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Old 26-09-2009, 11:50   #1
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Reworking Bilge Pumps

I have a 35 ' monohull that I want to install a new bilge pump system in .I'm thinking about installing 2 Rule 3700gph pumps with new hoses etc. Is this the size that would be recommended ? What type of bilge hose is recommended ? Should the hose for each pump make it's own exit out of the transom for best performance ? Should each pump be on a seperate battery ? What back up pump systems are recommended ?
Thanks so much for the advice !!
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Old 27-09-2009, 08:00   #2
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I have a 41' steel full keeler with a Rule 3700 as the main bilge pump in a largish sort of well just aft of the engine. Upon reflection, I like the idea of a two-stage pump installation in which a very small 400-500 gph pump of this type is installed at the bottom of the bilge and the Rule 3700 is installed above it. This means stuffing box drips or occasional spills from rainwater down the mast sheaves or random condensation is dealt with at little cost in amps by an appropriately sized and hosed pump, whereas the Rule would only activate in a more serious ingress situation.



Don Casey explains this logic at the bottom of this article.

Installing a Bilge Pump by Don Casey

The use of check valves to eliminate backflow is somewhat contentious; I would solicit opinions if I were you.
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Old 27-09-2009, 22:04   #3
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- - I use the two tier bilge pump system. A small automatic 500 or less pump in the bottom of the bilge or sump area. And then a larger high capacity pump mounted higher up. Should the little pump not be able to handle the quantity then the bigger pump kicks in.
- - Bilge Pumps are notorious for over-stating what they will put out. Also they are notorious for poor contruction. Non-tinned wires, steel motor shaft to the impeller and sticky auto-on/off switches. I had a small bilge pump go bad in the Bahamas and when the water got to the large capacity pump - nothing happened. Luckily I carry a duplicate/alternate pump in storage for every installed bilge pump. The high capacity pump had never been used as the little pump worked fine. When I disassembled the high capacity pump the motor shaft to impeller was rusted through and jammed. I switch brands.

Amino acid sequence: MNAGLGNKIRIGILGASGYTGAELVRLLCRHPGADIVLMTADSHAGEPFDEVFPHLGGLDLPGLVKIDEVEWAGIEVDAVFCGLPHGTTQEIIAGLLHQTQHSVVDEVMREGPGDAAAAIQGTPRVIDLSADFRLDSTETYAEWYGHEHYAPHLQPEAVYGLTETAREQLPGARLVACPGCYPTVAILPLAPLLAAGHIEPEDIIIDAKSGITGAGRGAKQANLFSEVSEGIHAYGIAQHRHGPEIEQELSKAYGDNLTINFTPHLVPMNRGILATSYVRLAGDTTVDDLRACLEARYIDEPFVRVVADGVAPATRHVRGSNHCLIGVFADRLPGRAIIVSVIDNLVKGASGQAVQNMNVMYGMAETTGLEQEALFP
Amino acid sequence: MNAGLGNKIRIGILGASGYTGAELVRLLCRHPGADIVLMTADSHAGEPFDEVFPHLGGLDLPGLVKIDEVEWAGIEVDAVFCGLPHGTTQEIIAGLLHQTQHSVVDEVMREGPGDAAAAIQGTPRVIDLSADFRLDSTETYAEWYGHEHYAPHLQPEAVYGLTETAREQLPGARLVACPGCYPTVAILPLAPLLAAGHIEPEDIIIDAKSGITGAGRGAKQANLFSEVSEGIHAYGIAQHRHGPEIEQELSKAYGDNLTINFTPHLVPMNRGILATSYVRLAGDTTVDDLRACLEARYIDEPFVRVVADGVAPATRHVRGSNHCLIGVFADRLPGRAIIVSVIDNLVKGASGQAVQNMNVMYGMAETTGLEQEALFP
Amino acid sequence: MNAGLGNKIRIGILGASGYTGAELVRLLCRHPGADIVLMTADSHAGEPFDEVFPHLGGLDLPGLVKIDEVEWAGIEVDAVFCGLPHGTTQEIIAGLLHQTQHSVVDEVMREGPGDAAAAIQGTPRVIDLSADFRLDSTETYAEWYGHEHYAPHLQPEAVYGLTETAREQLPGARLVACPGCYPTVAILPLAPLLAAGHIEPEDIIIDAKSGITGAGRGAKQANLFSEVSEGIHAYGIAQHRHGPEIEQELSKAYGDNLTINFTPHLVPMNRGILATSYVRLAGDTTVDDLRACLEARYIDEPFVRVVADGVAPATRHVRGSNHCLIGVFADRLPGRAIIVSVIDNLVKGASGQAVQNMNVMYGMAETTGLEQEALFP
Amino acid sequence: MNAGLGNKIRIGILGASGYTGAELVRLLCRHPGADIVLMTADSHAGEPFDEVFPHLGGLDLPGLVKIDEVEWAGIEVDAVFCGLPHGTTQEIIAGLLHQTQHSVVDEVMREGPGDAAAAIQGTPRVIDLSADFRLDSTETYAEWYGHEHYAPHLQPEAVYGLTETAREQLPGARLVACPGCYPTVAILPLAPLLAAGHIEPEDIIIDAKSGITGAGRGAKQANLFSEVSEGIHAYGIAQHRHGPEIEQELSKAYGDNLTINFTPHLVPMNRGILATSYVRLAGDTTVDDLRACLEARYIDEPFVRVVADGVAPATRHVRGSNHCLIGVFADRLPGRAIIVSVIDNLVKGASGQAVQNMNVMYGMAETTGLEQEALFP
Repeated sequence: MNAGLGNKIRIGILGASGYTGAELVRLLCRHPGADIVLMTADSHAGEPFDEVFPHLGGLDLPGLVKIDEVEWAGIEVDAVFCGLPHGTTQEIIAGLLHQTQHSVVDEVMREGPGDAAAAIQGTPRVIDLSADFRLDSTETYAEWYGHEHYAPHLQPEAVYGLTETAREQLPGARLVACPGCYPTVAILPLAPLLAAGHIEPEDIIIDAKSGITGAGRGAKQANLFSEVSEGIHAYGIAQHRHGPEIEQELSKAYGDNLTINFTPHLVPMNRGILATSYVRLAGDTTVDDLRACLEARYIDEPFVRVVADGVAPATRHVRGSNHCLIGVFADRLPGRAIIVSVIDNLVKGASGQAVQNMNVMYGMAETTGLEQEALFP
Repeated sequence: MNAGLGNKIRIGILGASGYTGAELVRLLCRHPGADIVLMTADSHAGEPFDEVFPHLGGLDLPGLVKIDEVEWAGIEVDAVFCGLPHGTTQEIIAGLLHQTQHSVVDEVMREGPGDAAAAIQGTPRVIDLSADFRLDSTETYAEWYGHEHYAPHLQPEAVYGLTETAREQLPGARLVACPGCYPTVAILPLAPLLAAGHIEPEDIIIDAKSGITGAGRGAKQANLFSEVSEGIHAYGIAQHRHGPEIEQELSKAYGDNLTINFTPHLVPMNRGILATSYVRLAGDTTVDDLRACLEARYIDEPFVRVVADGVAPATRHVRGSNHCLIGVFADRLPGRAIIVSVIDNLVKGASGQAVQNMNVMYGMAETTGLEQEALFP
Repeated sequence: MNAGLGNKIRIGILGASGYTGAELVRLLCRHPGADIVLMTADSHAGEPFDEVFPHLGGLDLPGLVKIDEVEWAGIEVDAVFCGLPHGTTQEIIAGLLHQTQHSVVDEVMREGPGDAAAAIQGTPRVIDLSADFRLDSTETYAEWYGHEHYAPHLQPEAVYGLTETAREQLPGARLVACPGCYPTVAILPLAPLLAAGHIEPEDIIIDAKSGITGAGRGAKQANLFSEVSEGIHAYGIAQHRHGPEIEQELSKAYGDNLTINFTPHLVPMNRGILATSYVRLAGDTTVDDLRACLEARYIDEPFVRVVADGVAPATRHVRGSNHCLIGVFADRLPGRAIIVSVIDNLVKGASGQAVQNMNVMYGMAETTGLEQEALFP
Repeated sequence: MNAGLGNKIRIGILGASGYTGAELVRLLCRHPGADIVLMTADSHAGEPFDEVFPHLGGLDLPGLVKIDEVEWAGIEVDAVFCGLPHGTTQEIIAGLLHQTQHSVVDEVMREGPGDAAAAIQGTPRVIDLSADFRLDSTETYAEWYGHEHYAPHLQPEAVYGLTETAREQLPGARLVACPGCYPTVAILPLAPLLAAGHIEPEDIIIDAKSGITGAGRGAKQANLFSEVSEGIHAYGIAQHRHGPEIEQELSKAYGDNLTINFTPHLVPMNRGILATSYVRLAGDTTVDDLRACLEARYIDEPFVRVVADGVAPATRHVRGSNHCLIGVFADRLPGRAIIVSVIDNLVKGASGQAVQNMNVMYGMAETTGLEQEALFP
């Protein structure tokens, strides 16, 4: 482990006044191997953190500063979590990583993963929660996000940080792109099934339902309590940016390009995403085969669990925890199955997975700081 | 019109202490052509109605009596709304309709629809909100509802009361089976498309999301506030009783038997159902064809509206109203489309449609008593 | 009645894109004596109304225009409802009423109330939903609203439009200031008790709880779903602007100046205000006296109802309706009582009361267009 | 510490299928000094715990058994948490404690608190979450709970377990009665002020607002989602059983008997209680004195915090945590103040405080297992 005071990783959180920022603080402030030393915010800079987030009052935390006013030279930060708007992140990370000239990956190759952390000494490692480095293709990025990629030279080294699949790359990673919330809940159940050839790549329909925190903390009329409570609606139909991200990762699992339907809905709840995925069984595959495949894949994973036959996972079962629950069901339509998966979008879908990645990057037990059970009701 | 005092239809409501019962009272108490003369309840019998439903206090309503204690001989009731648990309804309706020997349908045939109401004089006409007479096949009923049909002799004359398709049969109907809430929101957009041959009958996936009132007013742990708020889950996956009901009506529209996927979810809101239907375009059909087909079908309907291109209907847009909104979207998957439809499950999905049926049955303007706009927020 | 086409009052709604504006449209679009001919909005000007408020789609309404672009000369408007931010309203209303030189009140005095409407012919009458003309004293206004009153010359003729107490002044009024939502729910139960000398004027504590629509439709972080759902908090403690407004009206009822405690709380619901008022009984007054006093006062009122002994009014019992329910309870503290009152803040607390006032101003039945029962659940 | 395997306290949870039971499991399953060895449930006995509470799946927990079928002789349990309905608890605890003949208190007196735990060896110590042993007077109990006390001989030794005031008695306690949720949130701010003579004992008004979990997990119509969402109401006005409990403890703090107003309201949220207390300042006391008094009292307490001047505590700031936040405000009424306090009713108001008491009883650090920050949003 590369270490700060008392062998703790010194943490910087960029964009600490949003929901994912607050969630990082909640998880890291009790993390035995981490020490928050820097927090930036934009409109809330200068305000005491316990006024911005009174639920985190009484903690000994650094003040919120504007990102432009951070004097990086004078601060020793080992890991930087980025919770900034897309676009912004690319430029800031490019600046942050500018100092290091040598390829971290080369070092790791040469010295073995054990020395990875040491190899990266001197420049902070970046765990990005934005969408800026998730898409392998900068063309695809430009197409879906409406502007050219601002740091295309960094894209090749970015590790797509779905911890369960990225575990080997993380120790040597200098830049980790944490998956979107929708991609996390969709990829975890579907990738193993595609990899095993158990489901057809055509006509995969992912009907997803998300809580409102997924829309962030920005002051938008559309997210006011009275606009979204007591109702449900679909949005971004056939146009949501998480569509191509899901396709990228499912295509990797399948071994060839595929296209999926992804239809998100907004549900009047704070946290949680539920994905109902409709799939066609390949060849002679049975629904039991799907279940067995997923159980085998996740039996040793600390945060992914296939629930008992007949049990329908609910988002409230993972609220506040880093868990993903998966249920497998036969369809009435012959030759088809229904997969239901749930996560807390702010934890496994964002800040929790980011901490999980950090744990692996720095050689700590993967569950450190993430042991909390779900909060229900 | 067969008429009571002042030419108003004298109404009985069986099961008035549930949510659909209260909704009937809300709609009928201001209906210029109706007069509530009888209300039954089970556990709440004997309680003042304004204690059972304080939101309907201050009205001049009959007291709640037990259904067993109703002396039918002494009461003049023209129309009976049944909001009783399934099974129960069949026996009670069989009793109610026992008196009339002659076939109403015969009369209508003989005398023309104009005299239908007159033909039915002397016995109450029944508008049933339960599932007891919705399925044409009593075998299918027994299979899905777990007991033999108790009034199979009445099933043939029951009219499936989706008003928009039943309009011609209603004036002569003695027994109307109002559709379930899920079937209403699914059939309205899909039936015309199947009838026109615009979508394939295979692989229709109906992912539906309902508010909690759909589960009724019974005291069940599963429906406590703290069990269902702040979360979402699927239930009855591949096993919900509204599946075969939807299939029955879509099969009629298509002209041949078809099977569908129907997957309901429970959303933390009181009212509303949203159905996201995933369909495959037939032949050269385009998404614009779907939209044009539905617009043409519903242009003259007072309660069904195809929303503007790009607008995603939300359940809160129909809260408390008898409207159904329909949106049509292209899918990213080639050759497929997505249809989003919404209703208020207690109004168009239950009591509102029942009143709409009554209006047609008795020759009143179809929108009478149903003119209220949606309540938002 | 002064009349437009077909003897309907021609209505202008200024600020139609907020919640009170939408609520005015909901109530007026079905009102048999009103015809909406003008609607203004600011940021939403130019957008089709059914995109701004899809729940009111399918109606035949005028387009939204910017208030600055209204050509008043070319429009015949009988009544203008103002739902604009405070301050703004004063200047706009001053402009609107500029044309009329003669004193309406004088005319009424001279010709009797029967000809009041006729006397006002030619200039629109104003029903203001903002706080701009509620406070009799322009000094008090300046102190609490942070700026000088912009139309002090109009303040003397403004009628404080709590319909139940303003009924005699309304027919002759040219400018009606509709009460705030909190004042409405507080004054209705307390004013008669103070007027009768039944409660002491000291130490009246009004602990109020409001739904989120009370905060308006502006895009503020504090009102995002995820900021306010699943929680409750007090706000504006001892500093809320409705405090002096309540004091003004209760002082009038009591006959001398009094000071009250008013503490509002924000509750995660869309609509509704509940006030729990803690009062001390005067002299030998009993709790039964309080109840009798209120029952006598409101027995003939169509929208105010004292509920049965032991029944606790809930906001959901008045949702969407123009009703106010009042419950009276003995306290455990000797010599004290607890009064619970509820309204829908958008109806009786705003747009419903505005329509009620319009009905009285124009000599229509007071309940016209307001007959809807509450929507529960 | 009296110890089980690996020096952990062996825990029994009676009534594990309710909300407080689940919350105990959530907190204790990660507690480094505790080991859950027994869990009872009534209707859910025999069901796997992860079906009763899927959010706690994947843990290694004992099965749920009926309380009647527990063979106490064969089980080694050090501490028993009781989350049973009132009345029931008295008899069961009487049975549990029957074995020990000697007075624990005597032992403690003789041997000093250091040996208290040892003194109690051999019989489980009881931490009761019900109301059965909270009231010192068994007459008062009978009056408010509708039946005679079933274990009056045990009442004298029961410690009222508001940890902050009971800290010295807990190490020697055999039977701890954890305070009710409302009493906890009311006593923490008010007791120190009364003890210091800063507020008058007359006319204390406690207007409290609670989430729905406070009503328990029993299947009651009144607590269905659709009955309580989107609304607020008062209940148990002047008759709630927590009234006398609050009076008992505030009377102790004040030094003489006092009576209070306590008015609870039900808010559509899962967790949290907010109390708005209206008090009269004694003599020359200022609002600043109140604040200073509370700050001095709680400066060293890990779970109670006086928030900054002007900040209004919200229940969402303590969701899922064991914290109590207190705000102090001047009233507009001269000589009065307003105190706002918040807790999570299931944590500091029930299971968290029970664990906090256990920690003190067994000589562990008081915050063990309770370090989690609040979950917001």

- - Using the little pump is great as they are relatively cheaper and when they quit the replacement is easy. Always carry spares!
- - Also spare water level sensors. They are also notorious for failing at the worst moment. So much stuff, oil, hair, nuts and bolts and strange sealife always manages to somehow get into the bilges and clog the pump or disable the on/off level switch.
- - For hoses I use the cheap white vinyl smooth wall. Never use corrugated hose - too much resistance to water flow. Also avoid translucent or transparent hoses. The sealife will growth wonderfully in those hoses clogging them up.
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Old 28-09-2009, 02:11   #4
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- - For hoses I use the cheap white vinyl smooth wall. Never use corrugated hose - too much resistance to water flow. Also avoid translucent or transparent hoses. The sealife will growth wonderfully in those hoses clogging them up.
Indeed!
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Old 29-09-2009, 06:50   #5